Secondly, lets consider receptor binding substances that affect gene expression. Indeed, many man-made chemicals and many pollutants have biological effects through receptor binding, including hormone-like effects. Recently it has been shown that such substances can act even at very low doses. They can have effects that are identical to the endogenous physiological substances binding to the same receptor, but they can also have different effects. Endocrine disruption may be of particular importance during certain time windows in prenatal evolution. This insight has led to a new paradigm, the “developmental origins of human health and disease” paradigm.

    Where our observations are sensitive and precise enough supralinear dose-effect relationships, with relative more important effects per dose unit at low doses, were found in epidemiologic observations on humans, for instance concerning fine particle air pollution and also smoking.

    So it makes no sense , neither in scientific terms nor in terms of public health policy, to limit our assessment of causes of cancer to the relatively few proven human carcinogens .Only if we would be able to take into account the very many carcinogenic exposures that occur in real life would we be able to assess the real impact of pollutants on our cancer incidence. This would probably imply a huge combined biomonitoring and epidemiologic exercise that is beyond our present reach in view of the limited available budgets.

    Competing interests

    None declared

  5. Environmental disease burden – the confused case of UVR exposure

    Robyn Lucas, National Centre for Epidemiology and Population Health

    12 January 2008

    The commentary by Saracci and Vineis and earlier papers by Boffetta et al and Pruss-Ustun raise important issues in the estimation of the disease burden attributable to environmental factors. Saracci and Vineis note, correctly, the importance of a consistent definition of environment in comparing estimates of environmental burden of cancer. Consistency alone, however, is not enough – and it is not clear what is the value of Boffetta et al’s narrow definition of environment. From a public health perspective preventability is a key issue – in this regard it becomes important to include not just those exposures to “(natural or man-made) agents encountered by humans in their daily life, upon which they have no or limited personal control” but also those environmental factors over which individuals have considerable personal control and which are therefore amenable to change in exposure (and disease risk) at both individual and population levels.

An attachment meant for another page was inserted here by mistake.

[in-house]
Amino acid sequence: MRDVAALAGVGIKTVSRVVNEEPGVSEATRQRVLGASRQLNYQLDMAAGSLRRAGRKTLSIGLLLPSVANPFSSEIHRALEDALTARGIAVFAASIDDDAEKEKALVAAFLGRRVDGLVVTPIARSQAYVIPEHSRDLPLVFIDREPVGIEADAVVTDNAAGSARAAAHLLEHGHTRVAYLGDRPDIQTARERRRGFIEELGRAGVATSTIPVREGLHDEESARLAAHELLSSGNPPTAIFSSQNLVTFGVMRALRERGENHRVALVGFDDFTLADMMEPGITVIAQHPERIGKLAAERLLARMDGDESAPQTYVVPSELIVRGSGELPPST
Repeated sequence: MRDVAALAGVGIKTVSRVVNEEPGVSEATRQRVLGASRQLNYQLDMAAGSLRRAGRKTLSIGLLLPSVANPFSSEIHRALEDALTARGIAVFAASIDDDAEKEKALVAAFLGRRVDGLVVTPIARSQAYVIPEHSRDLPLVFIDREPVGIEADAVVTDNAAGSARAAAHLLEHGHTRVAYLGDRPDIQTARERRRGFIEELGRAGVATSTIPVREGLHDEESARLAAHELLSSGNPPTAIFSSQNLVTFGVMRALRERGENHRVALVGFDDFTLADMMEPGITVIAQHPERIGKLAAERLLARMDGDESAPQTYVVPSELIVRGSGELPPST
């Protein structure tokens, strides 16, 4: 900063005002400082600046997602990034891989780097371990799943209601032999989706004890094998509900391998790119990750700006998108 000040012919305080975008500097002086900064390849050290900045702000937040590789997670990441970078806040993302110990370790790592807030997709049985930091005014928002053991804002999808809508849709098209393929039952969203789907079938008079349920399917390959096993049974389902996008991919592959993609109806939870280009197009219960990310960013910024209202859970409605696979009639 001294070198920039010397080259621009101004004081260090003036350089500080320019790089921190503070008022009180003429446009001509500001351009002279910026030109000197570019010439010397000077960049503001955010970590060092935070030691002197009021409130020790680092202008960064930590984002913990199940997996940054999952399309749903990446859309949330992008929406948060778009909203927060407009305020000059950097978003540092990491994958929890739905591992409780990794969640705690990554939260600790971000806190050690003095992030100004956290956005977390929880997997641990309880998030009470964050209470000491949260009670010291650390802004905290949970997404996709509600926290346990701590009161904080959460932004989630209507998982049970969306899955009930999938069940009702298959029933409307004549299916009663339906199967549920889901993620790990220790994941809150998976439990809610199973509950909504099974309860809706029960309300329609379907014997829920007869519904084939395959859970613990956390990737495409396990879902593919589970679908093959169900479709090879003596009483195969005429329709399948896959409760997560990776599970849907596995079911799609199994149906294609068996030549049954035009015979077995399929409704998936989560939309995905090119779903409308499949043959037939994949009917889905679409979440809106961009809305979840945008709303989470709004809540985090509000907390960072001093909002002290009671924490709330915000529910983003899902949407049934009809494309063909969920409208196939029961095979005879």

In our recent assessment of the global and regional disease burden due to ultraviolet radiation,1 we encountered further difficulties with the use of the population attributable proportion (PAP). In the calculation of PAP to assess the role of ultraviolet radiation (UVR) exposure in skin cancers, we found a wide disparity in PAP calculated from ecological (population-based) and case-control studies. The former give higher values than do the latter. We think this disparity results from several factors:

    1. the quality of the exposure assessment. In case-control studies past sun exposure is typically measured by recalled sunburns or time in the sun many years previously (with the likely long latency between exposure and skin cancer onset). Ecological studies typically compare skin cancer rates in countries with different ambient UVR (assuming similar exposure patterns) or compare fair-skinned populations with deeply pigmented populations under the same ambient UVR (assuming similar exposure patterns but different UV dose to underlying tissue consequent on the protective effect of skin pigmentation).

    2. differing magnitude of exposure range between “exposed” and “non-exposed”. In case-control studies, the “non-exposed” are less exposed (not unexposed) compared to those with high relative exposure. Ecological studies typically compare populations experiencing the extremes of UVR exposure, eg skin cancer in people born in Australia compared to that in migrants coming to Australia from low ambient UVR regions.